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International Airlines Group has signed a letter of intent with Boeing for 200 Boeing 737 aircraft to join its fleet.
The deal is subject to formal agreement.
The mix of 737-8 and 737-10 aircraft would be delivered between 2023 and 2027 and would be powered by CFM Leap engines.
It is anticipated that the aircraft would be used by a number of the group’s airlines including Vueling, Level and British Airways at London Gatwick airport.
The deal is a long-term vote of confidence in the plane, which is currently grounded following crashes in Indonesia and Ethiopia.
Willie Walsh, IAG chief executive, said: “We’re very pleased to sign this letter of intent with Boeing and are certain that these aircraft will be a great addition to IAG’s short-haul fleet.
“We have every confidence in Boeing and expect that the aircraft will make a successful return to service in the coming months having received approval from the regulators”.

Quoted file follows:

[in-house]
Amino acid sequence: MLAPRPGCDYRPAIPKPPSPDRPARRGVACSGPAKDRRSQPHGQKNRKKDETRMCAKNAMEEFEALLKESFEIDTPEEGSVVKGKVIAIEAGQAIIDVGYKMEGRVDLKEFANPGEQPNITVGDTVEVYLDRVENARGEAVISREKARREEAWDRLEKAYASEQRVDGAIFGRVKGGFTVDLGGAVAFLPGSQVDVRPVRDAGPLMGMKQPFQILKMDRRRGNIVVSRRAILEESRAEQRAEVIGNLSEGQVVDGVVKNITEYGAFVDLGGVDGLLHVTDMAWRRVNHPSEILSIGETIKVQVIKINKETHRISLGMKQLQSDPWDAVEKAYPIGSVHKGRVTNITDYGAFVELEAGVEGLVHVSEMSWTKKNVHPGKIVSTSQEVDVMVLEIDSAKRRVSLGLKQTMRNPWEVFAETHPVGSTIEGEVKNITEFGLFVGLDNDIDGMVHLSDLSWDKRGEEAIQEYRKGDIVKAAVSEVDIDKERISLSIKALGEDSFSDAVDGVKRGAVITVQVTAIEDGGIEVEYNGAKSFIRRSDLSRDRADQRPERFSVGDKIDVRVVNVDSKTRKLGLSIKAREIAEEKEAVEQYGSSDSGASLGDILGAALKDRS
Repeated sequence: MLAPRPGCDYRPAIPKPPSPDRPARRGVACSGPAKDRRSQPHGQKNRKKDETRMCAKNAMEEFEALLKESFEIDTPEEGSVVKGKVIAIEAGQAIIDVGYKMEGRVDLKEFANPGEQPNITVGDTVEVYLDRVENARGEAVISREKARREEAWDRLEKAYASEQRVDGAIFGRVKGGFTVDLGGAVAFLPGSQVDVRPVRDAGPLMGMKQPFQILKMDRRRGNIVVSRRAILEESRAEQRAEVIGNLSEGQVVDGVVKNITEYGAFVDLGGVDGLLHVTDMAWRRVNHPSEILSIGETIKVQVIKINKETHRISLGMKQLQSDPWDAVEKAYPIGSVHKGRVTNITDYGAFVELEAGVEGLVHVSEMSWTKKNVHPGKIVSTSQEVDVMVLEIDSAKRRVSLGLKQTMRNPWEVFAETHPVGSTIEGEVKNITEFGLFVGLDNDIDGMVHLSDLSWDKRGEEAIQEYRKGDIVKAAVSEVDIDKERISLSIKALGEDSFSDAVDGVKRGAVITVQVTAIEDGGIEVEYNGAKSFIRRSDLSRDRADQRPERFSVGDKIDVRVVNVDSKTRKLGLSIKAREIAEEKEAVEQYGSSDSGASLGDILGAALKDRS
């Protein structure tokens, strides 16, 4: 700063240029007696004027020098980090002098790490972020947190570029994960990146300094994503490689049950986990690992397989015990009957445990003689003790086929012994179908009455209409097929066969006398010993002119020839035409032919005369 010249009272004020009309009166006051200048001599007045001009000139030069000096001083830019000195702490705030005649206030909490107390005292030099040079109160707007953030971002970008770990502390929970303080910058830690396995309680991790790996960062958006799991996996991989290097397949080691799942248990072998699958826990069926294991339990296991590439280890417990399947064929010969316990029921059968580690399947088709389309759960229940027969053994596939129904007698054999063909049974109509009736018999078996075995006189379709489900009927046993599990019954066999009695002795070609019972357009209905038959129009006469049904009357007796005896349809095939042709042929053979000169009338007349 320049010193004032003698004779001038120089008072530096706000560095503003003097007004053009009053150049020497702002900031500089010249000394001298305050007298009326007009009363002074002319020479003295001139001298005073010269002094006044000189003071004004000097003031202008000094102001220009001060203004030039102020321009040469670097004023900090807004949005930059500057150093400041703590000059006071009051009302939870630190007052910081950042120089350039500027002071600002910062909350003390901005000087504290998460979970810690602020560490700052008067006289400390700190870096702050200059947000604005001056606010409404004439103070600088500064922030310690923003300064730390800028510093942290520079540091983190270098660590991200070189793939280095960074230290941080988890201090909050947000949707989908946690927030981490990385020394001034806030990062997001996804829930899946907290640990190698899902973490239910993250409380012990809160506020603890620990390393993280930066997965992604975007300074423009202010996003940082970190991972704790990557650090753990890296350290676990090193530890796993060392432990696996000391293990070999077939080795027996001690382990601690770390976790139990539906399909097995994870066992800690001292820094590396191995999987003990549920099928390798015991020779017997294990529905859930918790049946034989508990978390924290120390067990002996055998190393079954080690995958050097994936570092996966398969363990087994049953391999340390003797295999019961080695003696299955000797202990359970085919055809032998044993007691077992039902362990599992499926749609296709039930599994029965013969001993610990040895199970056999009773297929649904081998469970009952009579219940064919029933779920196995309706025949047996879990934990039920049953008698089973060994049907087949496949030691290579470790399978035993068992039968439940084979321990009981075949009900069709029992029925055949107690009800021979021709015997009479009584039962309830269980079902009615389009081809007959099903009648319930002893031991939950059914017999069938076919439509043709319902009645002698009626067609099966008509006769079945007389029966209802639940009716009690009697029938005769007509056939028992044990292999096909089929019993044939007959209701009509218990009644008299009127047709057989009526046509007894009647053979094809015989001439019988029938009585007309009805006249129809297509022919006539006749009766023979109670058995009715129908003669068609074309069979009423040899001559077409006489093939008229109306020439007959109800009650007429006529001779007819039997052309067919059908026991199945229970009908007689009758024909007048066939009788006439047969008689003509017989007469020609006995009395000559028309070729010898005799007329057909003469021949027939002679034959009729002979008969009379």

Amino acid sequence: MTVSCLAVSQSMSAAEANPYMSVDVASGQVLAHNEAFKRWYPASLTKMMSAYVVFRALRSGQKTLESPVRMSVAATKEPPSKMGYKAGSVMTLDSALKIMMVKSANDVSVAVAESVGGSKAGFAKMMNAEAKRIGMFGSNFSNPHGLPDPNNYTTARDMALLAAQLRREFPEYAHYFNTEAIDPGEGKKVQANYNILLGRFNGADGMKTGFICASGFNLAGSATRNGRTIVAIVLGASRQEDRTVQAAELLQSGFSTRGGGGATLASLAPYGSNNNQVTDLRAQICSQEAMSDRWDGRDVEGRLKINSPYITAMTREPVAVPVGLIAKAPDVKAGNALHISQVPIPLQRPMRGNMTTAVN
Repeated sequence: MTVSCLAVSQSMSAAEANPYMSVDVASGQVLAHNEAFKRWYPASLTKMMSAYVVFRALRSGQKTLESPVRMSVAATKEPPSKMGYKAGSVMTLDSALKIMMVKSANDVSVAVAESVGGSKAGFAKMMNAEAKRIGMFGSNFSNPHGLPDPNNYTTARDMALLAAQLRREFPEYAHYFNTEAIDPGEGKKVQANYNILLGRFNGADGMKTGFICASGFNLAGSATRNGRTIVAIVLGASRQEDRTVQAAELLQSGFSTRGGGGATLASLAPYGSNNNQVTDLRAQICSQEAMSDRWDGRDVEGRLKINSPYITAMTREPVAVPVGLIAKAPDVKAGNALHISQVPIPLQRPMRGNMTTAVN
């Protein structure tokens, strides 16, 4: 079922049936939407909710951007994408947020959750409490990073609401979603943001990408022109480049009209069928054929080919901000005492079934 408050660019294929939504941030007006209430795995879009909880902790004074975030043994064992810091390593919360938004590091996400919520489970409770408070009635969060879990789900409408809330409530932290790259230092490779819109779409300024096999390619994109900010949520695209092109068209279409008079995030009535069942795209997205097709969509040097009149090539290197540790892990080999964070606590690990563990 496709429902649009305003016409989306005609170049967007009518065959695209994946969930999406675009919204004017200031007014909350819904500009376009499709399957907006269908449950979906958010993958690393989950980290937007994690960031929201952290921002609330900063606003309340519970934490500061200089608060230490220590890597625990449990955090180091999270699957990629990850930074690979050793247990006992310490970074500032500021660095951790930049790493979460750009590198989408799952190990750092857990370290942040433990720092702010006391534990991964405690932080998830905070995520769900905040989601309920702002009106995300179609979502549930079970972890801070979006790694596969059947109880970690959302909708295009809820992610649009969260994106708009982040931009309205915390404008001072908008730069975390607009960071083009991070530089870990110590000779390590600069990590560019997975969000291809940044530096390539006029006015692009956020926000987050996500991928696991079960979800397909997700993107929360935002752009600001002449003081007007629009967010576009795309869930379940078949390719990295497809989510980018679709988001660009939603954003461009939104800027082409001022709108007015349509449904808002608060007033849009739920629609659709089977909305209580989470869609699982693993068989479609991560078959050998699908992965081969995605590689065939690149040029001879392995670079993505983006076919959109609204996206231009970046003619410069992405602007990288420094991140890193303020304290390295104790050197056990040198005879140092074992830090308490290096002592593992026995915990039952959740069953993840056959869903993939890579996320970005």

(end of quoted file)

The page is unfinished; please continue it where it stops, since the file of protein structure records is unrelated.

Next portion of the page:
The list price is approximately US$117 million for the Boeing 737-8 and US$131 million for the 737-10.
The list price is the sum of the airframe list price, engine option list price and the price of optional features against which price concessions are made.
However, IAG will have negotiated a substantial discount from the list price.
IAG is the parent company of Aer Lingus, British Airways, Iberia, Vueling and Level and flies more than 113 million passengers a year combined.
The group has been a long-time operator of Boeing twin-aisle airplanes.
Earlier this year, IAG group committed to and finalized a major order for Boeing’s newest long-haul model, the 777X, to complement its fleet of current-generation 777s and new 787 Dreamliners.
In the single-aisle segment, IAG and its affiliates used to operate Classic 737 aircraft.
Today, its fleet is almost exclusively Airbus A320 family aircraft.
In selecting the 737 Max, IAG said it will fly a combination of the 737 MAX 8, which seats up to 178 passengers in a two-class configuration, and the larger 737 Max 10 jet, which can accommodate as many as 230 passengers.
The airline did not disclose a specific split between the two Max models.
“We are truly honoured and humbled by the leadership at International Airlines Group for placing their trust and confidence in the 737 Max and, ultimately, in the people of Boeing and our deep commitment to quality and safety above all else,” said Boeing Commercial Airplanes president, Kevin McAllister.
“We are delighted that the IAG team recognised the superior qualities of the 737 Max and has indicated an intention to return to the Boeing 737 family.
“We look forward to building on our long-standing partnership with IAG for many years to come.”